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Creamy Crawfish Bisque

  • Prep

    25 m
  • Cook

    30 m
  • Ready In

    55 m
Skeeter

Skeeter

This bisque is a creamy style like a lobster bisque but has Cajun twist since it uses a roux. It's a great dish and you'll get rave reviews. This is an easy recipe if you will read thorough the entire recipe and understand the various parts and how they all come together at the end.

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Ingredients {{adjustedServings}} servings

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Original recipe yields 12 servings

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Nutrition

Amount per serving ({{servings}} total)

  • Calories:
  • 445 kcal
  • 22%
  • Fat:
  • 38.4 g
  • 59%
  • Carbs:
  • 9.7g
  • 3%
  • Protein:
  • 9.3 g
  • 19%
  • Cholesterol:
  • 163 mg
  • 54%
  • Sodium:
  • 662 mg
  • 26%

Based on a 2,000 calorie diet

Directions

  1. Melt 1/2 cup butter in a heavy-bottomed stock pot or dutch oven over medium-high heat. Cook and stir the leek, carrot, and celery in the melted butter until tender, 5 to 7 minutes.
  2. As the vegetables cook, melt 1/2 cup butter in a skillet over medium heat. Make a roux by cooking and stirring the flour into the butter until just a little golden, just enough to cook off the flour taste. This is not a heavy gumbo roux.
  3. Stir the tarragon, thyme, bay leaf, tomato paste, and cayenne pepper to the vegetable mixture; stir to distribute evenly. Pour the brandy over the mixture; cook and stir until the heat cooks off most of the brandy, 2 to 3 minutes. Pour 1 cup of the fish stock over the mixture.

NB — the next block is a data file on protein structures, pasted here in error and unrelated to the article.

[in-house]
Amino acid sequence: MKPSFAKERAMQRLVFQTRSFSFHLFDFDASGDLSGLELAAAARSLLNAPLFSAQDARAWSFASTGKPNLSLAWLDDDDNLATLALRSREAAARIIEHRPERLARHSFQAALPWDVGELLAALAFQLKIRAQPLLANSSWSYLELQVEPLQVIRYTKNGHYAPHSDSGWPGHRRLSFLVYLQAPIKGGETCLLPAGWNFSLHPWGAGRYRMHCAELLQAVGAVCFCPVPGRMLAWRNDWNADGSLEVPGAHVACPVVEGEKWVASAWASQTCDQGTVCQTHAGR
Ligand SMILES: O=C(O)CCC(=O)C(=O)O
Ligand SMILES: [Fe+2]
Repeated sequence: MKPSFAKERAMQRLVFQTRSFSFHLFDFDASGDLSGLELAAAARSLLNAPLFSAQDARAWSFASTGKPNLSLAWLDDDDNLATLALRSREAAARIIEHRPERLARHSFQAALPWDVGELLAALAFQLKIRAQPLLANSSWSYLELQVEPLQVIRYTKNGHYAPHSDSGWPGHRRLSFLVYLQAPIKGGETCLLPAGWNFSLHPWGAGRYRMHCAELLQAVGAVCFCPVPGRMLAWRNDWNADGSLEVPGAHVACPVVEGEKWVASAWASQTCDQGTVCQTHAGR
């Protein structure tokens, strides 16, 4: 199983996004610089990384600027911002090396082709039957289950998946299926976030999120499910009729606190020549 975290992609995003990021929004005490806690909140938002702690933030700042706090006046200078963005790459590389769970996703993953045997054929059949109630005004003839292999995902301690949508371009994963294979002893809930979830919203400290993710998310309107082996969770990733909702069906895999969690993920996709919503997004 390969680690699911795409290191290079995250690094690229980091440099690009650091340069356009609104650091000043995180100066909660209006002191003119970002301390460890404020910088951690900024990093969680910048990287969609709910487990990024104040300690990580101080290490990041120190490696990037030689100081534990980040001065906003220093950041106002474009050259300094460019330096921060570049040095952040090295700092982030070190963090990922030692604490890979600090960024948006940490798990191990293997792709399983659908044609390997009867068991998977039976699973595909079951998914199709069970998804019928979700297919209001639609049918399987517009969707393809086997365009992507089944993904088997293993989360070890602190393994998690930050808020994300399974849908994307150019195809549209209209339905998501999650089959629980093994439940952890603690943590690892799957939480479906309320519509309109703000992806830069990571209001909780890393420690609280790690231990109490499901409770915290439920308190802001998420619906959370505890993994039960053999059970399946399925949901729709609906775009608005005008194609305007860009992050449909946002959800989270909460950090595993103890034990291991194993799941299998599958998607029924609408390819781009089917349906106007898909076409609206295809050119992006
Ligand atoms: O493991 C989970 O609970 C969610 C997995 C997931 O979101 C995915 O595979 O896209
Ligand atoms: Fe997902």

4. Pour the hot mixture into a blender, filling the pitcher no more than halfway. Hold the lid of the blender in place with a folded kitchen towel and carefully start the blender, using a few quick pulses to get the mixture moving before leaving it on to puree. Puree in batches until smooth and pour back into the stock pot. Alternately, you can use a stick blender and puree the mixture in the pot without using the blender.
  5. Stir in the roux and 1 cup more of the fish stock to the pureed mixture; return to heat, stirring well.
  6. Blend the diced tomatoes and about 3/4 of the crawfish tails together in a blender until smooth; stir into the stock pot. Add the remaining fish stock; stir. Bring the mixture to a boil, reduce heat to medium-low, and simmer another 2 to 3 minutes. Stir the heavy cream through the liquid; return to a simmer, but do not allow to come to a boil. Season with the salt and white pepper. Serve hot in bowls garnished with the remaining crawfish tails and the paprika.
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Reviews

vicki
15

vicki

10/4/2010

My husband and I love this bisque! We love to try new recipes and we had a great time with this one. Of course we added Good Wine and fresh baked bread. Had the perfect amount of spice. I thought the tarragon was a perfect complement to the taste. Thankyou for sharing.

Trust Me I'm a Foodie
7

Trust Me I'm a Foodie

2/26/2012

This is excellent. We have full bellies from it now. I loved it. The only thing I did differently was not to blend the crawfish tails. I agree with the previous post that the tarragon really makes a difference, gives it that restaurant flair. We are Who Dat nation livin in Chicago, missing the NOLA and this really helped satisfy a craving. Delicious, I can't wait to make it again.

ConkyJoe
4

ConkyJoe

12/6/2012

Very rich but outstanding in every way imaginable. I largely followed the recipe other than substituting 2 lbs. wild caught langostino lobster tails for the 1 lb. crawfish tails, and adding 2 tbsp fresh oregano since it was either use or lose. Next time around, I would make a few minor adjustments: (i) in step 6, it calls for blending 3/4 of crawfish tails before adding to stock pot . . . would change to no more than 2/3 and probably 1/2 to give more texture & bite; add the remainder of these tails into soup during last simmer step rather than using them as a garnish, and (ii) just do a chop of leek, carrot, and celery rather than mincing them since these are going to be pureed in a blender anyhow. Skeeter, thank you for sharing this exceptional recipe.

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